Monday, March 02, 2015

Yellow Cards

Zoe Williams has a piece up about Angela Eagle's idea to:
Introduce a system into the house to combat uncivilised behaviour: yellow cards, hour-long bans rising to three-session exclusions for more serious offences.
Because:
Barracking – being often sexual in content – discourages women from seeking election in the first place, and this lack of representation then alienates women from the political process.
 And she notes that Angela Eagle was
Once memorably told by David Cameron “Calm down, dear” to indicate that, being female, she was stupid and hysterical and should defer to people who, having penises, were better than her.
The first thing that struck me about this was that David Cameron said that to her because she was barracking him - was shouting from her seat to try and disrupt his answer at PMQs - and shouting so loudly that it distracted him enough to tell her to shut up. Hansard also notes that he said "calm down to dear" to Ed Balls to, doubtless to indicate that he too is in a state of penislessness. Equally, the reason that both sides barrack each other has less to do with a gendered desire to disenfranchise women, than a partisan desire to derail opposing MPs. You just grab whatever stick you can.

The second thing it triggered was a very faint recollection of a sketch about the House of Commons in the 19th Century. Usually descriptions of barracking and heckling in the House is accompanied by po-faced mutterings about how far we've fallen, and how much more serious we were once upon a time. After a bit of googling, I found what I had half remembered in a book called "Random Recollections of the House of Commons by One of No Party" - God knows where I read it:
A Scene from the House of Commons
I shall allude to only one more scene of this kind. It occurred towards the close of last Session. An honourable member, whose name I suppress, rose, amidst the most tremendous uproar, to address the House. He spoke, and was received, as nearly as the confusion enabled me to judge, as follows :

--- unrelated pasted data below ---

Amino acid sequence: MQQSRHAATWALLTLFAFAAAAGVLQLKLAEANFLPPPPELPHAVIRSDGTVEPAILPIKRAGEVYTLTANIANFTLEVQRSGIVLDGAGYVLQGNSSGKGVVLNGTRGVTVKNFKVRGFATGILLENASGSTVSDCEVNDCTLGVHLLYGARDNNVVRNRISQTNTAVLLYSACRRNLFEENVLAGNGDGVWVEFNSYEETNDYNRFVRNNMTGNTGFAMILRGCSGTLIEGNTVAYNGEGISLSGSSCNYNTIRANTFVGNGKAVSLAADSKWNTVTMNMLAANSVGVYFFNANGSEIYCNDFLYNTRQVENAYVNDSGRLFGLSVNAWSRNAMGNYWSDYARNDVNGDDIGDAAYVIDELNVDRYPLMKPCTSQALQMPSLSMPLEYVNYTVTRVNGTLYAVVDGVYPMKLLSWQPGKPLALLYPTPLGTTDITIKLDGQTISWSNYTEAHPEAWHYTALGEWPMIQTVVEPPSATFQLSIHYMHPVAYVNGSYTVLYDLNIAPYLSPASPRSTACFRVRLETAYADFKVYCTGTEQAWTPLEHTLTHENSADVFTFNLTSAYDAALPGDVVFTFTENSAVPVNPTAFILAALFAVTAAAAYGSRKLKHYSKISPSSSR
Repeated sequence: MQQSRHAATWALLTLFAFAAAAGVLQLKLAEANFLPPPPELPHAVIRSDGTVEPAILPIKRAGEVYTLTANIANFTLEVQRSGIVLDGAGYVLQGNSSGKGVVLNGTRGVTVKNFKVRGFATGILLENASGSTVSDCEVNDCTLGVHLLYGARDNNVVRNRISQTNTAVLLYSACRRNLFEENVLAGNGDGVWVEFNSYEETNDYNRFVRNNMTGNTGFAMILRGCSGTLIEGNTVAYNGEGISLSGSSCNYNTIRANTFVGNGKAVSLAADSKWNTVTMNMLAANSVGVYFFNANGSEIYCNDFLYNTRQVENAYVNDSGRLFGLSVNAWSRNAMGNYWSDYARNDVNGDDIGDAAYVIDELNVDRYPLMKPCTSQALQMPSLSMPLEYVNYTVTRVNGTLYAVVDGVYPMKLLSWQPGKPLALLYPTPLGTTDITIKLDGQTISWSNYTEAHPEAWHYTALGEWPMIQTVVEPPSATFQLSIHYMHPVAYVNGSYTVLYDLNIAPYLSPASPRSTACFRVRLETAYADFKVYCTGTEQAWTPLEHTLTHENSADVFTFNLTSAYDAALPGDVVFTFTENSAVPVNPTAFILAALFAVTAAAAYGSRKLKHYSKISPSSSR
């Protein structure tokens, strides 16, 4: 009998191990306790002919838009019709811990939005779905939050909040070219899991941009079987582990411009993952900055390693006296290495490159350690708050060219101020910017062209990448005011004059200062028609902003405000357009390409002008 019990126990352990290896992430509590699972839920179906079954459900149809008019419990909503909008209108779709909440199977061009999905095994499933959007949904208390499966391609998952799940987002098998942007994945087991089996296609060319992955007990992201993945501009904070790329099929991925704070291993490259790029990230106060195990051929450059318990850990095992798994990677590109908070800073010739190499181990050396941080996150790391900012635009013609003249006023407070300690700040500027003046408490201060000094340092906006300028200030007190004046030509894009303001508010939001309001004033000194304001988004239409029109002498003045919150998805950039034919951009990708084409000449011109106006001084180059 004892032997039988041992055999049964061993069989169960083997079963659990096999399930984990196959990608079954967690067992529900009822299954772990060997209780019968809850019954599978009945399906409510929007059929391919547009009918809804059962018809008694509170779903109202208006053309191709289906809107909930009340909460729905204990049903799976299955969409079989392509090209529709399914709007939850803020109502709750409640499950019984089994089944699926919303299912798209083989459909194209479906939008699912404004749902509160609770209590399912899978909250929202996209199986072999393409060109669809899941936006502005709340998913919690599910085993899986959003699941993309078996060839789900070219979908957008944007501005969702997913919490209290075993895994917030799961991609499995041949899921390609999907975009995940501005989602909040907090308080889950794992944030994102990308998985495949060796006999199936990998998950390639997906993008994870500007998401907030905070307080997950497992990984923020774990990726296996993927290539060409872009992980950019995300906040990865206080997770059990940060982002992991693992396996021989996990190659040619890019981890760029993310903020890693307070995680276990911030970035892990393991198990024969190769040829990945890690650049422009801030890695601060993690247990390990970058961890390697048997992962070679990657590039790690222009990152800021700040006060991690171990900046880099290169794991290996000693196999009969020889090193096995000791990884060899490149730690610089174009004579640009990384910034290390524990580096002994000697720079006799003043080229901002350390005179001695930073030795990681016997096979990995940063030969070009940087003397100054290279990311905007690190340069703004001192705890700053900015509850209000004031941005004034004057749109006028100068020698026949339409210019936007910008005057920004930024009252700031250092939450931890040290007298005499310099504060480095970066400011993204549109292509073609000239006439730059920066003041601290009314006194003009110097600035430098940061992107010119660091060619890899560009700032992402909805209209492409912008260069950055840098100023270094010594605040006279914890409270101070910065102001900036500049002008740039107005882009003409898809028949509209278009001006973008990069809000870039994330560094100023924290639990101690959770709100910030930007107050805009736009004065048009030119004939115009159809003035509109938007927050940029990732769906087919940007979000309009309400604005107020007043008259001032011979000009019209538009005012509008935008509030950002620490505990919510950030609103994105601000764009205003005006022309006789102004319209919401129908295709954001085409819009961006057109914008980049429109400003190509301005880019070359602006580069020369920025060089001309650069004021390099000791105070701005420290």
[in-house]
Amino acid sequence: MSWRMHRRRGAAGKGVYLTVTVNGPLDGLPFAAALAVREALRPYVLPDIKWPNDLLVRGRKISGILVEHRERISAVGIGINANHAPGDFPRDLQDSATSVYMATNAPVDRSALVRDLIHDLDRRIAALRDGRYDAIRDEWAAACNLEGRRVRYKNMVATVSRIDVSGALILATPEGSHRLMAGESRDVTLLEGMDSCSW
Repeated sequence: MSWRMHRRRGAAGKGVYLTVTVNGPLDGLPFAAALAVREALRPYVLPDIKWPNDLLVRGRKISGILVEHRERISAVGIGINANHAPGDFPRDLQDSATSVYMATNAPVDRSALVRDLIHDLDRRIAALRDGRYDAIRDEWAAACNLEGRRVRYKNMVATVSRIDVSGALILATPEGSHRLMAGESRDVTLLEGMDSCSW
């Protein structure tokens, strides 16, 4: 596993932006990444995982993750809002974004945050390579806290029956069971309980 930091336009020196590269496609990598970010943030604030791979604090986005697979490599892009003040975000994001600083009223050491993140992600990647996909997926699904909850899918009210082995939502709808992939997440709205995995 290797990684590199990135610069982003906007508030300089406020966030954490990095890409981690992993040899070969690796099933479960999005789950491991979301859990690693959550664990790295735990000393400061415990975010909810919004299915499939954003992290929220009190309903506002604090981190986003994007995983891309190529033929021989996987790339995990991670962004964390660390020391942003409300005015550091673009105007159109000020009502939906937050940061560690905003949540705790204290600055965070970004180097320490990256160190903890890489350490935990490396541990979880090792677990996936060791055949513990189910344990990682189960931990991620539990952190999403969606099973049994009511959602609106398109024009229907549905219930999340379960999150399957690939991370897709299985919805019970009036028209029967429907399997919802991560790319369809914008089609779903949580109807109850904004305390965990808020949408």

I rise, Sir, (Ironical cheers, mingled with all sorts of zoological sounds), I rise, Sir, for the purpose of stating that I have... ('Oh! Oh! Baa!’ and sounds resembling the bleating of a sheep, mingled with loud laughter). Hon. Gentlemen may endeavour to put me down by their unmannerly interruptions, but I have a duty to perform to my con- (Ironical cheers, loud coughing, sneezing, and yawning extended to an incredible length, followed by bursts of laughter). I say, Sir, I have constituents who on this occasion expect that I...(Cries of ' Should sit down," and shouts of laughter). They expect, Sir, that on a question of such importance... ('O-o-a-a u-' and loud laughter, followed by cries of 'Order! Order!' from the Speaker).
"I tell honourable gentlemen who choose to conduct themselves in such a way, that I am not to be put down by... (Groans, coughs, sneezings, hems, and various animal sounds, some of which closely imitated the yelping of a dog, and the squeaking of a pig, interspersed with peals of laughter). I appeal... ('Cocke-leeri-o-co!’ The imitation, in this case, of the crowing of a cock was so remarkably good, that not even the most staid and orderly members in the house could preserve their gravity. The laughter which followed drowned the Speaker's cries of 'Order! Order!') I say, Sir, this is most unbecoming conduct on the part of an assembly calling itself de-" ('Bow-wow-wow!, and bursts of laughter).
Sir, may I ask, have honourable gentlemen who can... ('Mew-mew!, and renewed laughter). Sir, I claim the protection of the Chair. (The Speaker here again rose and called out “Order! Order!” in a loud and angry tone, on which the uproar in some measure subsided). 
If honourable gentlemen will only allow me to make one observation, I will not trespass further on their attention, but sit down at once (This was followed by the most tremendous cheering in earnest). I only beg to say, Sir, that I think this is a most dangerous and unconstitutional measure, and will therefore vote against it." The honourable gentleman then resumed his seat amidst deafening applause.
Maybe the po-faced mutterers are right - the standards of heckling really have deteriorated since those lost glory-days.

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